This method isn’t completely accurate since it doesn’t track traditional marketing channels or word-of-mouth if you use those. It can fail to give credit for an interaction that isn’t trackable. An example would be if someone searched for “parking garages online,” found your parking garage (via an ad or organic), and paid in person rather than online without giving any indication that he or she found you online. But you can attempt to fix this issue with custom coupon codes. For example, have someone use a specific coupon code to get a discount so you can flag that they came from a traditional source.
The time decay attribution model is popular, but it’s not completely accurate and is hard to automate. It essentially gives half the credit (or less) to channels that contributed before X number of days. However, just because a channel contributed earlier than the last-click attribution doesn’t mean that it didn’t have a notable impact on convincing a prospect to consider your brand or product.
We’ve seen that touchpoints from channels that aren’t the last click contribute to 20–40% of conversions. So really, there’s no need to get too technical or complex with how you’re grading each interaction. If you’re giving X percentage to the first- and last-click attribution and another percentage of credit to the middle touchpoints (position-based attribution), you’re probably doing a lot of work for diminishing returns on multi-channel attribution accuracy.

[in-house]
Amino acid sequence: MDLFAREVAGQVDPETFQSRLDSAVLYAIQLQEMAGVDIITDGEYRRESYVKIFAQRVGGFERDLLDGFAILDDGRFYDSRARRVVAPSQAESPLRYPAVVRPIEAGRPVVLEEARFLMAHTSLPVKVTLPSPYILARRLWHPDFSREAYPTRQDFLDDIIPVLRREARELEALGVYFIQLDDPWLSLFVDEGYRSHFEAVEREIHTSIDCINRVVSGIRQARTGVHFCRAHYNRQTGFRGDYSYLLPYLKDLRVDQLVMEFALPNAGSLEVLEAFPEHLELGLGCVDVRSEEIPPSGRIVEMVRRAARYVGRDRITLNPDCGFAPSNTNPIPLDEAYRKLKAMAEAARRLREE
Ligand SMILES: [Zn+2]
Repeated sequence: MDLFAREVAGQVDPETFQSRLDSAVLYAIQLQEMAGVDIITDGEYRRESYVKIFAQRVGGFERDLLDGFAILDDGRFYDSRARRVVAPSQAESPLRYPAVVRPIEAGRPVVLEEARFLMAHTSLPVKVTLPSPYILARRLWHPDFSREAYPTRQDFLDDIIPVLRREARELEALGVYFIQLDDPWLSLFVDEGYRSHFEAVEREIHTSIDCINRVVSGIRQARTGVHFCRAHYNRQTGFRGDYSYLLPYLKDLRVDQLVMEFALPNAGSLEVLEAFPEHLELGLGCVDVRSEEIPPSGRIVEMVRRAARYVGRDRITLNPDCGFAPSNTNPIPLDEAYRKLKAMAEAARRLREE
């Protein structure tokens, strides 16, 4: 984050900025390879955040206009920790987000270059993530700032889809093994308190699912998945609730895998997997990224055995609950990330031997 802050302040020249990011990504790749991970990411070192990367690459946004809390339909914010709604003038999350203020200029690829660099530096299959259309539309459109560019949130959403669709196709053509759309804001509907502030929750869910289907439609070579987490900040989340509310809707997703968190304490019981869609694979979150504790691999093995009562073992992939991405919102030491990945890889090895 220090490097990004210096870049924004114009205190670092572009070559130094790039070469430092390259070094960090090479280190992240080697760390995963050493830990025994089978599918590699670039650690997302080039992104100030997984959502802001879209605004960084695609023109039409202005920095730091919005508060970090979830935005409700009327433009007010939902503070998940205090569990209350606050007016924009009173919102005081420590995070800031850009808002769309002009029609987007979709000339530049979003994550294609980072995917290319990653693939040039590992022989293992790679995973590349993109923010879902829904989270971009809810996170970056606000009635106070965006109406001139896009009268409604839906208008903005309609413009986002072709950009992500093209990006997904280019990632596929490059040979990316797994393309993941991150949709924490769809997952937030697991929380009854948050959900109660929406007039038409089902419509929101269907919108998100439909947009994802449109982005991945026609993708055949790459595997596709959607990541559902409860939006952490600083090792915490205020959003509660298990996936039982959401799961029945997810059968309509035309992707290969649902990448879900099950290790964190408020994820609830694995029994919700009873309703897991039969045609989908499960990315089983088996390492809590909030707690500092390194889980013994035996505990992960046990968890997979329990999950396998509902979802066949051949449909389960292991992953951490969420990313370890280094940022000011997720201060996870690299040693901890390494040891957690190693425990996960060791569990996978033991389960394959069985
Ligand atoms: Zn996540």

Multi-channel attribution doesn’t have to be complicated if you’re starting out. Using the method outlined here, you can get a much more accurate sense of which traffic sources should get credit.
It’s much more accurate than last-click attribution modeling. Setting up this reporting takes five minutes or less in Google Analytics. And although 100% accuracy is nearly impossible to achieve, you can get pretty close.
What’s your biggest struggle with multi-channel attribution modeling in Google Analytics? What’s your biggest struggle with multi-channel marketing attribution? Let’s talk.